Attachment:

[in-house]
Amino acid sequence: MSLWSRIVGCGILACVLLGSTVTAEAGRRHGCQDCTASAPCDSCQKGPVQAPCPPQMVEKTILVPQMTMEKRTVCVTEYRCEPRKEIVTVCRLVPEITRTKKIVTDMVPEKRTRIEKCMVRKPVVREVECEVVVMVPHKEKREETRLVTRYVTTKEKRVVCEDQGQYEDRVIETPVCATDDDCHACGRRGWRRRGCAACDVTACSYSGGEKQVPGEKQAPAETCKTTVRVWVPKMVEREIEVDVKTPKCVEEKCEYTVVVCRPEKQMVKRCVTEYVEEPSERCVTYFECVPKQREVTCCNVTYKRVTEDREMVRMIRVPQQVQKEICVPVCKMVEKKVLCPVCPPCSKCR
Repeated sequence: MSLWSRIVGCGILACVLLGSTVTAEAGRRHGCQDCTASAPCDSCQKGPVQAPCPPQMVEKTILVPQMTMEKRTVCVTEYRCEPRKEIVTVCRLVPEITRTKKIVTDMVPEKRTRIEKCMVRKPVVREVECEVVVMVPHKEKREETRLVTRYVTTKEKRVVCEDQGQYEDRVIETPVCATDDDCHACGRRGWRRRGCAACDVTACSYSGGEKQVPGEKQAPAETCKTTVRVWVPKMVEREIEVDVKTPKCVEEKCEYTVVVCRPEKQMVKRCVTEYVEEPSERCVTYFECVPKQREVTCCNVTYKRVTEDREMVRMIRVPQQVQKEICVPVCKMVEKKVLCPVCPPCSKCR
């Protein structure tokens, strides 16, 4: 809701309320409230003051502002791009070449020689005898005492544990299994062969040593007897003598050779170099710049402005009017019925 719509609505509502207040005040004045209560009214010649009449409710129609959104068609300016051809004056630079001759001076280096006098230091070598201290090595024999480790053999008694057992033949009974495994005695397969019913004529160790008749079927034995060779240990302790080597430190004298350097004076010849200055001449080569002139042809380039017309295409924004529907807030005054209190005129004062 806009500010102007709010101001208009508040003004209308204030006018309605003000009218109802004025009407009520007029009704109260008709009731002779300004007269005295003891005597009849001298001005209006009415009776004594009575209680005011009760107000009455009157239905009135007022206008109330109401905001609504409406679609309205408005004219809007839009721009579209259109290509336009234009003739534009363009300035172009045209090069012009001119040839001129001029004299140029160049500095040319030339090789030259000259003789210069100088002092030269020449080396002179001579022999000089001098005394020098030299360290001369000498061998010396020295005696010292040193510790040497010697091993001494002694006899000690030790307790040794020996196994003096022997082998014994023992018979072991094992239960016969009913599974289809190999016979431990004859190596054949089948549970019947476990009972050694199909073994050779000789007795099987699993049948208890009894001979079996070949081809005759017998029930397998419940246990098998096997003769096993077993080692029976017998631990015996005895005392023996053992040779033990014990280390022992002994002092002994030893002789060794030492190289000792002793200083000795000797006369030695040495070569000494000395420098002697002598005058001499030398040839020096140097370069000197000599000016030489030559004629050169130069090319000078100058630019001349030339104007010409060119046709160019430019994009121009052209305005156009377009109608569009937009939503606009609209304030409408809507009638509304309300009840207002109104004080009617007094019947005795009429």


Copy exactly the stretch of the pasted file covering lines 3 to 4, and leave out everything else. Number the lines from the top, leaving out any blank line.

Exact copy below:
Repeated sequence: MSLWSRIVGCGILACVLLGSTVTAEAGRRHGCQDCTASAPCDSCQKGPVQAPCPPQMVEKTILVPQMTMEKRTVCVTEYRCEPRKEIVTVCRLVPEITRTKKIVTDMVPEKRTRIEKCMVRKPVVREVECEVVVMVPHKEKREETRLVTRYVTTKEKRVVCEDQGQYEDRVIETPVCATDDDCHACGRRGWRRRGCAACDVTACSYSGGEKQVPGEKQAPAETCKTTVRVWVPKMVEREIEVDVKTPKCVEEKCEYTVVVCRPEKQMVKRCVTEYVEEPSERCVTYFECVPKQREVTCCNVTYKRVTEDREMVRMIRVPQQVQKEICVPVCKMVEKKVLCPVCPPCSKCR
């Protein structure tokens, strides 16, 4: 809701309320409230003051502002791009070449020689005898005492544990299994062969040593007897003598050779170099710049402005009017019925 719509609505509502207040005040004045209560009214010649009449409710129609959104068609300016051809004056630079001759001076280096006098230091070598201290090595024999480790053999008694057992033949009974495994005695397969019913004529160790008749079927034995060779240990302790080597430190004298350097004076010849200055001449080569002139042809380039017309295409924004529907807030005054209190005129004062 806009500010102007709010101001208009508040003004209308204030006018309605003000009218109802004025009407009520007029009704109260008709009731002779300004007269005295003891005597009849001298001005209006009415009776004594009575209680005011009760107000009455009157239905009135007022206008109330109401905001609504409406679609309205408005004219809007839009721009579209259109290509336009234009003739534009363009300035172009045209090069012009001119040839001129001029004299140029160049500095040319030339090789030259000259003789210069100088002092030269020449080396002179001579022999000089001098005394020098030299360290001369000498061998010396020295005696010292040193510790040497010697091993001494002694006899000690030790307790040794020996196994003096022997082998014994023992018979072991094992239960016969009913599974289809190999016979431990004859190596054949089948549970019947476990009972050694199909073994050779000789007795099987699993049948208890009894001979079996070949081809005759017998029930397998419940246990098998096997003769096993077993080692029976017998631990015996005895005392023996053992040779033990014990280390022992002994002092002994030893002789060794030492190289000792002793200083000795000797006369030695040495070569000494000395420098002697002598005058001499030398040839020096140097370069000197000599000016030489030559004629050169130069090319000078100058630019001349030339104007010409060119046709160019430019994009121009052209305005156009377009109608569009937009939503606009609209304030409408809507009638509304309300009840207002109104004080009617007094019947005795009429």